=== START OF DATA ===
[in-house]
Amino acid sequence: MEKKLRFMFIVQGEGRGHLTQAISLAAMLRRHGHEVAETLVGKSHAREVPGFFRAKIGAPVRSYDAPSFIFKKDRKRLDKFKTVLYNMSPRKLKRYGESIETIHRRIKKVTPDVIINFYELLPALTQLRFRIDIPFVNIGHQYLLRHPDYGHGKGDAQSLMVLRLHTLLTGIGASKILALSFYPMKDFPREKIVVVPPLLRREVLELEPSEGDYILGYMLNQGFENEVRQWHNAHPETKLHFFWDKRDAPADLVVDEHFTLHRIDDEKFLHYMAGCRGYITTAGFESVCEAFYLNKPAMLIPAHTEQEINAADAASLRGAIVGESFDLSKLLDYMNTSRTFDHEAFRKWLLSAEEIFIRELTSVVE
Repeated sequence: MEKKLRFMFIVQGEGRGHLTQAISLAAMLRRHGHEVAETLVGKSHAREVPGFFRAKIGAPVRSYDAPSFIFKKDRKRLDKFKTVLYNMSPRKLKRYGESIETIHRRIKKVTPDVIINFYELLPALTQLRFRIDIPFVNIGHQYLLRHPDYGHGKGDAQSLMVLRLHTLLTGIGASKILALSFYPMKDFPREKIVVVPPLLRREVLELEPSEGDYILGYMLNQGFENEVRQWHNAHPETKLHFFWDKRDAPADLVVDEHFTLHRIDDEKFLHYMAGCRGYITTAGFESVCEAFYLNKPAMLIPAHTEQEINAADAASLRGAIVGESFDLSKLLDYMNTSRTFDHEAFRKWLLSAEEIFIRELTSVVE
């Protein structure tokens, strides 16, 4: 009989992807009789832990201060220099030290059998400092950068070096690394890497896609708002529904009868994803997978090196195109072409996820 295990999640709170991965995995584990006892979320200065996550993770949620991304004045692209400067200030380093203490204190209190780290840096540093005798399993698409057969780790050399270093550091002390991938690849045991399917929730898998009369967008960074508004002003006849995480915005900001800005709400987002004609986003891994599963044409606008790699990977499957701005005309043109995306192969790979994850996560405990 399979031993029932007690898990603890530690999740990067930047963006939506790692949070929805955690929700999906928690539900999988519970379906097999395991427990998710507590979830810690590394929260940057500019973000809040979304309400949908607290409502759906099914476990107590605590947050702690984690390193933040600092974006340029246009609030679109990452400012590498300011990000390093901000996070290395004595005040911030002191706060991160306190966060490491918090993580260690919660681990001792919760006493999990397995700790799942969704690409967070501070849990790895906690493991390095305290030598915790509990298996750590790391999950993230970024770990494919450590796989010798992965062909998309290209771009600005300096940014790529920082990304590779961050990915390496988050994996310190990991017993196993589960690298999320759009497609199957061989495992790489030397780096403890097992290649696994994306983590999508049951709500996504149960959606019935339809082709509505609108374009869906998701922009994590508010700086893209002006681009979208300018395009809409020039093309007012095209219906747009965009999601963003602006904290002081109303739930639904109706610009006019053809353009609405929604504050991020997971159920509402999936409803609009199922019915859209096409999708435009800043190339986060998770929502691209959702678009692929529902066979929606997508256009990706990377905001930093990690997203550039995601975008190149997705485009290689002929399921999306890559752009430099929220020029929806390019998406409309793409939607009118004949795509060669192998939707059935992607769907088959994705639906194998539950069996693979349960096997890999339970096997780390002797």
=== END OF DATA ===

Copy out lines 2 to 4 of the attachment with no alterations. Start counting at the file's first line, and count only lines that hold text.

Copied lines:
Amino acid sequence: MEKKLRFMFIVQGEGRGHLTQAISLAAMLRRHGHEVAETLVGKSHAREVPGFFRAKIGAPVRSYDAPSFIFKKDRKRLDKFKTVLYNMSPRKLKRYGESIETIHRRIKKVTPDVIINFYELLPALTQLRFRIDIPFVNIGHQYLLRHPDYGHGKGDAQSLMVLRLHTLLTGIGASKILALSFYPMKDFPREKIVVVPPLLRREVLELEPSEGDYILGYMLNQGFENEVRQWHNAHPETKLHFFWDKRDAPADLVVDEHFTLHRIDDEKFLHYMAGCRGYITTAGFESVCEAFYLNKPAMLIPAHTEQEINAADAASLRGAIVGESFDLSKLLDYMNTSRTFDHEAFRKWLLSAEEIFIRELTSVVE
Repeated sequence: MEKKLRFMFIVQGEGRGHLTQAISLAAMLRRHGHEVAETLVGKSHAREVPGFFRAKIGAPVRSYDAPSFIFKKDRKRLDKFKTVLYNMSPRKLKRYGESIETIHRRIKKVTPDVIINFYELLPALTQLRFRIDIPFVNIGHQYLLRHPDYGHGKGDAQSLMVLRLHTLLTGIGASKILALSFYPMKDFPREKIVVVPPLLRREVLELEPSEGDYILGYMLNQGFENEVRQWHNAHPETKLHFFWDKRDAPADLVVDEHFTLHRIDDEKFLHYMAGCRGYITTAGFESVCEAFYLNKPAMLIPAHTEQEINAADAASLRGAIVGESFDLSKLLDYMNTSRTFDHEAFRKWLLSAEEIFIRELTSVVE
């Protein structure tokens, strides 16, 4: 009989992807009789832990201060220099030290059998400092950068070096690394890497896609708002529904009868994803997978090196195109072409996820 295990999640709170991965995995584990006892979320200065996550993770949620991304004045692209400067200030380093203490204190209190780290840096540093005798399993698409057969780790050399270093550091002390991938690849045991399917929730898998009369967008960074508004002003006849995480915005900001800005709400987002004609986003891994599963044409606008790699990977499957701005005309043109995306192969790979994850996560405990 399979031993029932007690898990603890530690999740990067930047963006939506790692949070929805955690929700999906928690539900999988519970379906097999395991427990998710507590979830810690590394929260940057500019973000809040979304309400949908607290409502759906099914476990107590605590947050702690984690390193933040600092974006340029246009609030679109990452400012590498300011990000390093901000996070290395004595005040911030002191706060991160306190966060490491918090993580260690919660681990001792919760006493999990397995700790799942969704690409967070501070849990790895906690493991390095305290030598915790509990298996750590790391999950993230970024770990494919450590796989010798992965062909998309290209771009600005300096940014790529920082990304590779961050990915390496988050994996310190990991017993196993589960690298999320759009497609199957061989495992790489030397780096403890097992290649696994994306983590999508049951709500996504149960959606019935339809082709509505609108374009869906998701922009994590508010700086893209002006681009979208300018395009809409020039093309007012095209219906747009965009999601963003602006904290002081109303739930639904109706610009006019053809353009609405929604504050991020997971159920509402999936409803609009199922019915859209096409999708435009800043190339986060998770929502691209959702678009692929529902066979929606997508256009990706990377905001930093990690997203550039995601975008190149997705485009290689002929399921999306890559752009430099929220020029929806390019998406409309793409939607009118004949795509060669192998939707059935992607769907088959994705639906194998539950069996693979349960096997890999339970096997780390002797």